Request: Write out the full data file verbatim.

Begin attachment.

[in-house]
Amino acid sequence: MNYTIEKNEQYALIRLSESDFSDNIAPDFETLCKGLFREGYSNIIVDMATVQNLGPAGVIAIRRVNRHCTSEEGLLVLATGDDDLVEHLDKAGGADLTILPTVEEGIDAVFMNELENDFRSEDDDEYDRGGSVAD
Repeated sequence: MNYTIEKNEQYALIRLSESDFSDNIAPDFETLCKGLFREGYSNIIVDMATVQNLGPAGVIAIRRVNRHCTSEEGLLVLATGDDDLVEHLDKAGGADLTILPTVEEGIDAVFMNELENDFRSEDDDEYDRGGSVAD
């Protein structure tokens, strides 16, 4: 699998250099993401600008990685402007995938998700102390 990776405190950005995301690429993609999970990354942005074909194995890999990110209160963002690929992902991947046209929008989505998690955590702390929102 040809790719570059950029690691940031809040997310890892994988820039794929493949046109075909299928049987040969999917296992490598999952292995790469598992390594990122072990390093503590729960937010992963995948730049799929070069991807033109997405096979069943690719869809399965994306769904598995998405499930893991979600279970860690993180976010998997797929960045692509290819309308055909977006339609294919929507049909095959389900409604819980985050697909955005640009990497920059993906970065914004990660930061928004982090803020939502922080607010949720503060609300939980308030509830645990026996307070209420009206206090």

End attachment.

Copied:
[in-house]
Amino acid sequence: MNYTIEKNEQYALIRLSESDFSDNIAPDFETLCKGLFREGYSNIIVDMATVQNLGPAGVIAIRRVNRHCTSEEGLLVLATGDDDLVEHLDKAGGADLTILPTVEEGIDAVFMNELENDFRSEDDDEYDRGGSVAD
Repeated sequence: MNYTIEKNEQYALIRLSESDFSDNIAPDFETLCKGLFREGYSNIIVDMATVQNLGPAGVIAIRRVNRHCTSEEGLLVLATGDDDLVEHLDKAGGADLTILPTVEEGIDAVFMNELENDFRSEDDDEYDRGGSVAD
């Protein structure tokens, strides 16, 4: 699998250099993401600008990685402007995938998700102390 990776405190950005995301690429993609999970990354942005074909194995890999990110209160963002690929992902991947046209929008989505998690955590702390929102 040809790719570059950029690691940031809040997310890892994988820039794929493949046109075909299928049987040969999917296992490598999952292995790469598992390594990122072990390093503590729960937010992963995948730049799929070069991807033109997405096979069943690719869809399965994306769904598995998405499930893991979600279970860690993180976010998997797929960045692509290819309308055909977006339609294919929507049909095959389900409604819980985050697909955005640009990497920059993906970065914004990660930061928004982090803020939502922080607010949720503060609300939980308030509830645990026996307070209420009206206090």